After about half a day, Creepy started flying around in the tank, so we brought him down to release him. I was so worried he would knock Crawly down!


I think the process of metamorphosis is such an amazing one: how a rather ugly-looking squirmy creature wraps himself up, then proceeds to turn into enzymatic mush, which then re-organizes itself into a delicate creature with wings. Seeing it happen before our very eyes made us appreciate it even better. Being surprised with the transformation, which we thought would never happen in Creepy's case was the best part though. It reminded me of how God works in all things. Even though sometimes we think things are hopeless, when we think that change is impossible... with Him all things are possible. It gave me hope, to keep trusting in Him. It reminded me that while sometimes bringing up our children with their quirks, tempers and bad habits can be challenging, we should keep hoping in God to bring about change, though we cannot see how change can happen. 

~~~~~~~

On a more practical note, here are some tips if you'd like to keep some caterpillars to observe their life-cycle:

1. Try to identify the caterpillars, and collect those that are larger, and at a more advanced larval stage. Those caterpillars we collected were at their 5th and final instar larval stage, and usually pupate in a few days. This means you'll have to feed them for a shorter period of time, and the larger ones tend to be hardier. 

2. Caterpillars may be wandering away from their host plant just prior to pupation, but it would be good to collect caterpillars which are still feeding, so that you can identify their host plants. Ensure you have a fresh supply of leaves. Collect some leaves that are still attached to their stems and keep those on water. Crawly ate almost one leaf a day, and rejected any that were wilted.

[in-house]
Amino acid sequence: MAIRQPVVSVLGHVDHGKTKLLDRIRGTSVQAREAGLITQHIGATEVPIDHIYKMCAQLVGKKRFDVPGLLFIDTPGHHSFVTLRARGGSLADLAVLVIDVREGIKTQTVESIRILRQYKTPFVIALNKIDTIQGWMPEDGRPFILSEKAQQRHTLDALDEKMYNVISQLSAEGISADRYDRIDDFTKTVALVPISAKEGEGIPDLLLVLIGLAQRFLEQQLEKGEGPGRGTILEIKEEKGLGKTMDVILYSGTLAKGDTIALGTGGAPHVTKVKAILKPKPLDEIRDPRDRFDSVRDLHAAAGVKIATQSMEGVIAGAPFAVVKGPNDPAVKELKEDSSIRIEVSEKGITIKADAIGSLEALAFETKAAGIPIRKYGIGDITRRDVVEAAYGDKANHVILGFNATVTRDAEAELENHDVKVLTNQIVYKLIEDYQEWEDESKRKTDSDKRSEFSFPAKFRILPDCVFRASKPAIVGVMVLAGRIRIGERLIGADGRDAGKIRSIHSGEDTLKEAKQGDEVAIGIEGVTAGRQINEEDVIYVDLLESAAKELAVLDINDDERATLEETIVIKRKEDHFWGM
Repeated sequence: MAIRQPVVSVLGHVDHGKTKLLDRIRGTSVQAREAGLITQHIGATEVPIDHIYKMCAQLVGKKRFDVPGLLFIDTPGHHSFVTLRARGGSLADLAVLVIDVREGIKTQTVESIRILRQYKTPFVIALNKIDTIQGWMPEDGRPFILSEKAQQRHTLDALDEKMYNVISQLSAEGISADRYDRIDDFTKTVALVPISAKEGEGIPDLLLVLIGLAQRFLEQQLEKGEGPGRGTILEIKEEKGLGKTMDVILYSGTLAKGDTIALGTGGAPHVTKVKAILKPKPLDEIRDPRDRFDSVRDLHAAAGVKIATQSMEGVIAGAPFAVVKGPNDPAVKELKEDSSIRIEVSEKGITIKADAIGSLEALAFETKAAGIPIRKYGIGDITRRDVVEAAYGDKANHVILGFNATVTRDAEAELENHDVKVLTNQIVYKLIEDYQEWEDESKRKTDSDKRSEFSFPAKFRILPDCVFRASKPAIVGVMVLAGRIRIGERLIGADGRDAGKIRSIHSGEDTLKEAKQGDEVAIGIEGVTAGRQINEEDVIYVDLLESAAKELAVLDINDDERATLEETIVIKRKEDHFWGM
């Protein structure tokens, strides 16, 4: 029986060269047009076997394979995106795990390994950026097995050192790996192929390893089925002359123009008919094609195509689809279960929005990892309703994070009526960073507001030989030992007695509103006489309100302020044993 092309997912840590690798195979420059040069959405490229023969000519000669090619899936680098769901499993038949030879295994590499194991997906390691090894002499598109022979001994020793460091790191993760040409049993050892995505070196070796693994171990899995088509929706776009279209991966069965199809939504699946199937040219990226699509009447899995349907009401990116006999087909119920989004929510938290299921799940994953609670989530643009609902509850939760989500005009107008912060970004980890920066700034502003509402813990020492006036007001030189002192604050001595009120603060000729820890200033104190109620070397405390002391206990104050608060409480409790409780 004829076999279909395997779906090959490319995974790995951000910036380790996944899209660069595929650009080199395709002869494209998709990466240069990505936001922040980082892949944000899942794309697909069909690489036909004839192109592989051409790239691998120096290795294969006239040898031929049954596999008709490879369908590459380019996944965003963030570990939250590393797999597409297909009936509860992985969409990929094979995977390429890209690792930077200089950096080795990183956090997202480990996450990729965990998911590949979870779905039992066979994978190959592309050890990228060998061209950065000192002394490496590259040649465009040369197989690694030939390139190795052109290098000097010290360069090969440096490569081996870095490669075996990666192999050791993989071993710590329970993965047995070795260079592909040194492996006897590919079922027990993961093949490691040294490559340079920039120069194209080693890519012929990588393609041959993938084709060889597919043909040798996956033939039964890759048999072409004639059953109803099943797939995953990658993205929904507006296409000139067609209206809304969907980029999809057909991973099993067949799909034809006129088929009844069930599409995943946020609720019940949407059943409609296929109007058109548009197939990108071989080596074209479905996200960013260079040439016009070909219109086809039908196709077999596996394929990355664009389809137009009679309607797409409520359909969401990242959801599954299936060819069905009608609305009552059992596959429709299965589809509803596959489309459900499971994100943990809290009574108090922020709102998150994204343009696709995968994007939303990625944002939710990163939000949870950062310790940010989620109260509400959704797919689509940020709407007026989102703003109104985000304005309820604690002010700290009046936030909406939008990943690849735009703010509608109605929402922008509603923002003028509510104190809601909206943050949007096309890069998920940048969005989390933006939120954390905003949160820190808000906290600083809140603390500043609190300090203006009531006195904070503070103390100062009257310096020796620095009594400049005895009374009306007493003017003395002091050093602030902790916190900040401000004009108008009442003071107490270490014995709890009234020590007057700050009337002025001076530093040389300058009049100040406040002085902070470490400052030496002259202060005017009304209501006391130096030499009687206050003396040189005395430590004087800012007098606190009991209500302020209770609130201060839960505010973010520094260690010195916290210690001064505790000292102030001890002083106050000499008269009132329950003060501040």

3. Have branches for them to crawl on, and ensure that the container has sufficient space for the butterfly to emerge and spread its wings. 

4. If you're using a regular food container, ensure the holes you poke in the container do not have sharp edges, which can scratch the caterpillar. The best is to cut a hole in the cover and use a gauze to cover the hole. 

5. These were the resources we enjoyed while learning about the life-cycle of butterflies:
- Autumn Leaf Butterfly (Youtube video of the different stages of the Autumn leaf butterfly)
- Autumn Leaf Butterfly Eclosure (Youtube video of the emerging of the butterfly from it's chrysalis)
- Life Cycle of the Monarch Butterfly (Youtube video of the stages of the Monarch butterfly)

6 comments:

  1. So cool! Reminds me of our super fun experience with the Leopard Lacewing caterpillars and butterflies.
    http://www.lilbluebottle.com/lacewing-metamorphosis/

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    1. Lyn: Those Lacewings looked gorgeous!

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  2. We just recently collected two caterpillars, and they turned into beautiful lime plant butterflies! Yours seem a tad more difficult to look after, but how satisfying it must have been, to see Creepy emerge as a beautiful butterfly, after the previous problems with the first two. Your boys are really good at naming the caterpillars, I must say! We just call ours #1 and #2. Haha.

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    1. Adeline: Oh that must have been amazing to witness! And yes, my oldest tends to be very creative wrt names heh!

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  3. Brilliant!!!! I love that. My son brought back some caterpillars as part of a class group project last year, but he didn't get to observe the whole process, only part of it.

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    1. Debs: I hope he managed to witness the butterfly emerging from the chrysalis?